Earlier in the pandemic, approval of Biden’s COVID-19 response was much higher — higher even than his overall approval rating. Now, though, one of his few strong suits with the public has diminished, giving Republicans fresh ammunition. Republicans have leaned into calling out Democratic responses to the pandemic, like vaccine and mask mandates, as violations of freedom, although some Republicans have encouraged voters to get vaccinated (which hasn’t proven to be a particularly effective message with their voters). They’ve also begun firing up their base over the economic woes that have rippled out of the pandemic, such as labor shortages and supply chain delays.
There’s also a good chance that other issues will eclipse the pandemic. Along with the economy taking up more mental space lately, Americans’ concerns around the pandemic tend to ebb and flow with case numbers, as a series of pre-omicron polls from Fox News show. When asked in early August (as the late-summer surge was starting to grow), 69 percent of registered voters said they were very or extremely concerned about the pandemic. That number then grew to 74 percent in mid-September, as that wave was cresting, but when asked again in mid-October (with that wave on the retreat), it shrank back to 67 percent.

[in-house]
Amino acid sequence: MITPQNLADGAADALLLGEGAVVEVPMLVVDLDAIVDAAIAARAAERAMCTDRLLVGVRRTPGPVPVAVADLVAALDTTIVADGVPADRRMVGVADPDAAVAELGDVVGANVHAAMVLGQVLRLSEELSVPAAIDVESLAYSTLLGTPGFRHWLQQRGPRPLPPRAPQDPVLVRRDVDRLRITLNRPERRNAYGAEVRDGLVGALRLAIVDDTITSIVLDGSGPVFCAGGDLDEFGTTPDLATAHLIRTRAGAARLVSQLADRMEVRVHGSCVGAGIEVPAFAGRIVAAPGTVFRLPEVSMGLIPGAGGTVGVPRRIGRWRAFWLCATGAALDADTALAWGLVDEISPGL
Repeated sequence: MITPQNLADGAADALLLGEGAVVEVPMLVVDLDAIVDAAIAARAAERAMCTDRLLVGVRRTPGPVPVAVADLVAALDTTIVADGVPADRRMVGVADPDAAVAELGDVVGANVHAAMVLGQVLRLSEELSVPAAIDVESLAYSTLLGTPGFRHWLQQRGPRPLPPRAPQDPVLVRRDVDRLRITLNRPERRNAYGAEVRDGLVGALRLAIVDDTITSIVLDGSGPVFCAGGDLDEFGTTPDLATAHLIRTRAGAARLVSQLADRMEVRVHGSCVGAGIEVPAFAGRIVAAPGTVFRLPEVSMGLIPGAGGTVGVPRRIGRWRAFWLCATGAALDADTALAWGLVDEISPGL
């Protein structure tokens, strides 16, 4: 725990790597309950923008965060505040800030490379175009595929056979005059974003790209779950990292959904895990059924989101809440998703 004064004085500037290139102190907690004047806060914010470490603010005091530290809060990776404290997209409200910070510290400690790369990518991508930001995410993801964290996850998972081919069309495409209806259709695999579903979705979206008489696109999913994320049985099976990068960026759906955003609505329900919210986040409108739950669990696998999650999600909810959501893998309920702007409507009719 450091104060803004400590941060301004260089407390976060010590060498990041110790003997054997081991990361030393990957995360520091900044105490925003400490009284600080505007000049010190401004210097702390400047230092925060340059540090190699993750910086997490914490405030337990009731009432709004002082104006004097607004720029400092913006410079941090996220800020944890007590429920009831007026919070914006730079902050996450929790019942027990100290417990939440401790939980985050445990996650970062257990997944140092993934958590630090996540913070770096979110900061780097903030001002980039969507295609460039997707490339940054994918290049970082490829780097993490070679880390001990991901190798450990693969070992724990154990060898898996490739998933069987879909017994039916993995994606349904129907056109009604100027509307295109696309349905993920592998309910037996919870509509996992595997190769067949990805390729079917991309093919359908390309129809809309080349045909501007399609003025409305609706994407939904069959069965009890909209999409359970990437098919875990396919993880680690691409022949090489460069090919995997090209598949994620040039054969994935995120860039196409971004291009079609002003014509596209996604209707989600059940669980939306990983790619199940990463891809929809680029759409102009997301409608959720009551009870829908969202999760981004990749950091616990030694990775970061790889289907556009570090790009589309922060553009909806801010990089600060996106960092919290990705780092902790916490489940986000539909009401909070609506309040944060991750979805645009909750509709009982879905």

As vaccinations increase and more workers begin to trickle back into the office, it’s possible that the pandemic winds up playing a smaller role in the midterms than it has so far. In fact, even in November 2020, as cases swelled to record levels, COVID-19 didn’t play as big of a role in the election as many expected. By this November, it could be an even more minor player in our electoral circus.
Republicans stand to benefit from redistricting, but the overall impact might be small
We’re roughly at the halfway point in redistricting, as 32 states with 279 congressional districts have finished redistricting following the delayed release of the 2020 census last year. And while many states still have to draw their lines, we already have a decent idea of what the overall contours of the congressional map will be.
But given the amount of control Republicans have over the redistricting process — the GOP will draw more than twice as many districts as Democrats this cycle — it’s a little surprising that neither party looks set to make major gains in the House due solely to redistricting. We just haven’t seen a dramatic shift favoring one party in the states that have finished drawing their lines. Compared with the old national map, the number of Democratic-leaning seats (defined as seats having a partisan lean of at least 5 percentage points more Democratic than the country as a whole) has increased from the old map, while the number of Republican-leaning seats (R+5 or redder) hasn’t really changed.